Mastering the “F-Word”… Finance.

by | May 11, 2018 | Tips | 0 comments

I personally never thought I would join the words “master” and “money” besides confidently flicking out my Mastercard, up to six days after payday. If you are anything like me, you have sauntered through life with “I’d rather have a brilliant two weeks than an average month” as your motto when it comes to making lavish spending decisions.

This is a really fantastic approach to having coffee dates, exciting tickets, maybe even some new threads to showcase and also, toast for the last two weeks of the month.

I have been in the working world for over six years now and making it to the end of the month is a victory. No more! I shopped around and am grateful to have found the lady who has helped me get on top of understanding the “f-word”… “finance”.

And so, in the spirit of May’s theme of Mastering Money, I went full David on the Goliath of Finance, Anika Delicio Greyling (Bredfin Consulting)


RJ: Anika, where are most of us spending our money today where we don’t need to be?

ADG: Every person has their “vice”. Some people know what it is, but most actually don’t. Try this, take stock of your expenses for just 3 months and you will be surprised how much all the small amounts add up! The worst part is you have nothing to show for it at the end.


RJ: What is the first thing we can change which will help us to save?

ADG: Set up a monthly debit order into a savings account and don’t cancel it when times get tough. Make it small to start off with, it’s important to start saving early on (while you are young) and consistently.

Also, never cash in your pension fund when you leave an employer, always move it to a preservation fund*.


 RJ: Who needs an advisor?

ADG: Everyone can benefit, and it becomes especially important if you are self-employed.


RJ: What should I look out for when finding a financial advisor?

ADG: Above all else, understand that it’s a relationship. You should like the person as well as trust them because they will advise on very personal decisions relating to your finances and your future.

It’s very important that your advisor has a qualification (preferably a Certified Financial Planner, CFP) and is preferably independent so he/she can give you the best, holistic advice, personalised for you and your current situation, without being biased to what their specific company can offer you.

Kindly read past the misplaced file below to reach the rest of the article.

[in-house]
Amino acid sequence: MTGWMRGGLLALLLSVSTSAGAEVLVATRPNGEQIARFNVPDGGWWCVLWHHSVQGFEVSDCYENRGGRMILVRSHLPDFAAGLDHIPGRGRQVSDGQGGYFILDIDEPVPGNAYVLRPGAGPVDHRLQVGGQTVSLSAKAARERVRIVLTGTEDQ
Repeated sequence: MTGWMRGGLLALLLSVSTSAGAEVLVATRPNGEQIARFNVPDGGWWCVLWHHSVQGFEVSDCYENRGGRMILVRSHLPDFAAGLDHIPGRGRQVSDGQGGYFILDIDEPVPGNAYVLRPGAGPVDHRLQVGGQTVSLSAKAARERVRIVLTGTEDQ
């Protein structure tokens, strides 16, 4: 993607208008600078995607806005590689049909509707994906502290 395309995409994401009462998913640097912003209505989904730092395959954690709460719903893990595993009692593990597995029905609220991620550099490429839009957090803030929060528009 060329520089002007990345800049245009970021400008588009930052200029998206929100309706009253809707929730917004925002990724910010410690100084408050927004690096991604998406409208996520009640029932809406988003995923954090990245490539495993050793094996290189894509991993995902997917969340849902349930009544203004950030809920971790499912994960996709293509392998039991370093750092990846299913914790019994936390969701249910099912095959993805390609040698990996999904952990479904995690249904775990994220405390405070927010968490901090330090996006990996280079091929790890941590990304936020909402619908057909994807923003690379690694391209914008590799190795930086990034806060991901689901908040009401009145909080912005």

There are differences between providers and there is no one size fits all. It is therefore always best to have someone who is on YOUR side and not that of their service provider.


RJ: What is the benefit of having an advisor?

ADG: Having an advisor means you have someone who can advise you in areas such as investments, tax, assurance cover (note the difference, insurance is short-term: medical, car and home. But insuring your person – your body and ability to work, this is assurance*), medical cover…helping you make the right decisions and guiding you through the complex world of finance, in a way that it will result in benefiting and rewarding you.

With the right planning, you are ensured financial freedom from earlier on in life because you are in control of your finances. Together, you and your advisor will set up your financial goals and what you need to do to achieve them. The right advisor will also hold you accountable – to keep you focused on the goals you set.


RJ: Are you able to tell me what I need and do not need to set myself up for a secure future?

ADG: This is difficult as each person has individual needs that should be addressed.

If you have no dependants, at the very least you need a retirement annuity* and income protection*, so that you are looked after, should something happen to you and you can no longer work. Life cover* is not needed unless you have debt.

If you have a family and children, you will need a lot more cover and planning to make sure they are provided for. Plus, having kids is expensive and so you need to be saving in preparation for this, so you should be getting an advisor if you plan to have a family in the future.

You should aim to have 2-3 months’ salary easily available to help you through emergencies.


RJ: And now, TAX! What must I do for tax? Save slips? Keep a car log?

ADG: Again, all personal and circumstantial. If you get a car allowance* at work, you need to keep a log book. If you have a business and want to claim business related expenses, you need to keep slips and a record of what you paid.


At this stage of our chat, I actually felt like I would be able to go overseas before retiring after all! It was Anika’s closing answer which made the most sense to me, as I cast the rod on my biggest question:

RJ: I am just a small fish, surely I don’t need an advisor? I can’t invest but am trying to save – any tips?

ADG: You may be a small fish now, but everyone starts somewhere. With a good advisor by your side, you will have a better idea and plan as to where you are going.

You just need R300 – R500 a month to start with an investment. That’s a dinner out or half your DSTV subscription. Getting into the habit of saving early and consistently will really serve you well.



Right ladies, who is joining me for a night of home cooking and plotting to take over their debt?

*Please feel free to reach out to Anika for a greater understanding of each financial term.

Anika Delicio Greyling
072 263 9833


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